The Schoenberg Institute for Manuscript Studies at Penn brings manuscript culture, modern technology and people together.


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Manuscript Monday: LJS 226 – Certain astrological and astronomical figures

Dot Porter, Curator, Digital Research Services at the University of Pennsylvania Library, offers a video orientation to Penn Library’s LJS 226, certain astrological and astronomical figures: cut out of a manuscript book dated 1410. This manuscript, written in Latin, is a collection of astrological and astronomical diagrams gathered from 3 earlier manuscripts.

See the full online facsimile of this work in Penn in Hand.

 


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Manuscript Monday: LJS 299 – Avicenna’s Medical Encyclopedia (in Hebrew)

Dot Porter, Curator, Digital Research Services at the University of Pennsylvania Library, offers a video orientation to Penn Library’s LJS 299, a Hebrew translation of Avicenna’s medical encyclopedia. This manuscript was written in Yemen, ca. 1400-1525, and it is divided into 4 books (customary for Hebrew translations), but it also has unusual additional sections on drugs, the liver and intestines, and heart diseases.

See the full online facsimile of this work in Penn in Hand.

 


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Manuscript Monday: LJS 400 – Commentary on the Zīj Gūrgānī

Dot Porter, Curator, Digital Research Services at the University of Pennsylvania Library, offers a video orientation to Penn Library’s LJS 400, Commentary on the Zīj Gūrgānī, also known as the Zīj-i jadīd-i Sultānī, by ʻAlī ibn Muḥammad Qūshjī. This manuscript was written in Iran, A.H. 899, in Persian, and it is comprised of tables of calendar calculations, trigonometry, planets, and stars compiled from observations made at the observatory in Samarqand.

See the full online facsimile of this work in Penn in Hand.

 


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Manuscript Monday: LJS 234 – Commentary on Aristotle’s Physics

Dot Porter, Curator, Digital Research Services at the University of Pennsylvania Library, offers a video orientation to Penn Library’s LJS 234,  Liber phisicorum sive auditus phisici, by Albertus Magnus. The manuscript was written in France before 1349, in Latin, and it is a Commentary on Aristotle’s Physics, divided into 8 books.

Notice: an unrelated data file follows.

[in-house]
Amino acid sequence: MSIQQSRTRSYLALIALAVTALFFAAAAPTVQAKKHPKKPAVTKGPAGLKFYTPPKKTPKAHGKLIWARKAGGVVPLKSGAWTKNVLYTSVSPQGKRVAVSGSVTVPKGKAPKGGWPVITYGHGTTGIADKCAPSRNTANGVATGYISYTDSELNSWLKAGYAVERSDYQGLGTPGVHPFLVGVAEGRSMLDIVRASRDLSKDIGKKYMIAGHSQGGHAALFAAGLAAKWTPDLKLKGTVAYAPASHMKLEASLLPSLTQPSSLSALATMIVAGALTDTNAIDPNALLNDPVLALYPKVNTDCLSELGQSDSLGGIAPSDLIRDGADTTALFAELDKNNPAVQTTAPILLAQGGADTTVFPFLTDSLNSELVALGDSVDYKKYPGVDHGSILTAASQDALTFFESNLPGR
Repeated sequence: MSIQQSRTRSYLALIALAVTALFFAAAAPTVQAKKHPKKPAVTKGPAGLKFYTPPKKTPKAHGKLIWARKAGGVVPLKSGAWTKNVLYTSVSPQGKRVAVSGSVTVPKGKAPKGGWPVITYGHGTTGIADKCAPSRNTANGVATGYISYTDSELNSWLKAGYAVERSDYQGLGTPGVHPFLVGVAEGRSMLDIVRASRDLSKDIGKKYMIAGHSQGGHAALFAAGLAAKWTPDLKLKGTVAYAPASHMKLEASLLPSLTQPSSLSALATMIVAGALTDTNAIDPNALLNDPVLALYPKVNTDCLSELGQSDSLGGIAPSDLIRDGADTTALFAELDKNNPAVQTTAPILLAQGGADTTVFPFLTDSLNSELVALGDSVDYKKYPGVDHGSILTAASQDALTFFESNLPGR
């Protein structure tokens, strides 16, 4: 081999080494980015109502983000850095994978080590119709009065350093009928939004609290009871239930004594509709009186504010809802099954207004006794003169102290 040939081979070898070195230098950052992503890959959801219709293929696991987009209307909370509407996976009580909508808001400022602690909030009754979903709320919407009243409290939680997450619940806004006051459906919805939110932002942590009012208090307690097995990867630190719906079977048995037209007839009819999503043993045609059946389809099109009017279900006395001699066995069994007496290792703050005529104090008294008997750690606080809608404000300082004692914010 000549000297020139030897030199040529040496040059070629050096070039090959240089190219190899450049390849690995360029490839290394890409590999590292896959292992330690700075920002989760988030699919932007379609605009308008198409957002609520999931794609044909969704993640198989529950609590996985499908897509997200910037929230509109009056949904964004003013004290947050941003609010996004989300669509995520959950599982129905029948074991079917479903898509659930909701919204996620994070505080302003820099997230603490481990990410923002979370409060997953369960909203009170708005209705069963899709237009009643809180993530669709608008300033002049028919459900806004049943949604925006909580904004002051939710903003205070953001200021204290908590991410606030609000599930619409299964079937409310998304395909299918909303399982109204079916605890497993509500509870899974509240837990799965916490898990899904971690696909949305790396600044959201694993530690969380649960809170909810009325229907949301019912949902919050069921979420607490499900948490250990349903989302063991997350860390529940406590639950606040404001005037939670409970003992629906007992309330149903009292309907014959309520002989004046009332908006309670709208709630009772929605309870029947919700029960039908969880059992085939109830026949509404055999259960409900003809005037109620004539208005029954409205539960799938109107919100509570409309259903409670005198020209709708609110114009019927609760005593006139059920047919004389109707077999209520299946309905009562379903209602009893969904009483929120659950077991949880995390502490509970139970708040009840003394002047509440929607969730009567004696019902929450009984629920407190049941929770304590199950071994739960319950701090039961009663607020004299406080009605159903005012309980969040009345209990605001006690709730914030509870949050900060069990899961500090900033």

See the full online facsimile of this work in Penn in Hand.

 


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Manuscript Monday: LJS 300 – Calendarium and ephemerides

Dot Porter, Curator, Digital Research Services at the University of Pennsylvania Library, offers a video orientation to Penn Library’s LJS 300, Calendarium and ephemerides, by Joannes Regiomontanus. This manuscript was written in Lambach, Austria, ca. 1500, in Latin. Manuscript copy of the Calendarium and Ephemerides as published by Regiomontanus in 1474. The Calendarium, for 1475-1530, gives information on lunar and solar eclipses, the length of days, and the signs of the zodiac and planets. Also includes a table of time corrections (f. 11v) for cities in reference to a longitude of approximately 10 degrees east (thus making no correction for Braunschweig, Nuremberg, Ulm, or Milan). The Ephemerides, consisting only of tables updated to begin in 1480 and ending in 1506, provides positions for the sun, moon, and planets for each day of each year.

See the full online facsimile of this work in Penn in Hand.

 


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Manuscript Monday: LJS 457 – Logica parva

Dot Porter, Curator, Digital Research Services at the University of Pennsylvania Library, offers a video orientation to Penn Library’s LJS 457,  Logica parva, by Paolo Veneto. The manuscript was written in Perugia, in 1475, in Latin, and it is a work on scholastic logic used in universities in the late 15th century, followed by a brief logical work by Paolo della Pergola, a student of Paolo Veneto.

See the full online facsimile of this work in Penn in Hand.

 


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Manuscript Monday: LJS 195 – Medical miscellany

Dot Porter, Curator, Digital Research Services at the University of Pennsylvania Library, offers a video orientation to Penn Library’s LJS 195, a medical miscellany. This manuscript was written in Italy between 1450 and 1499, in Middle High German with some Latin. It is a medical compilation with a particular focus on the plague, but also including information on diseases of different parts of the body, urine, medicines, laxatives, water and wine, and the making of pigments for painting and inks for writing.

See the full online facsimile of this work in Penn in Hand.

 

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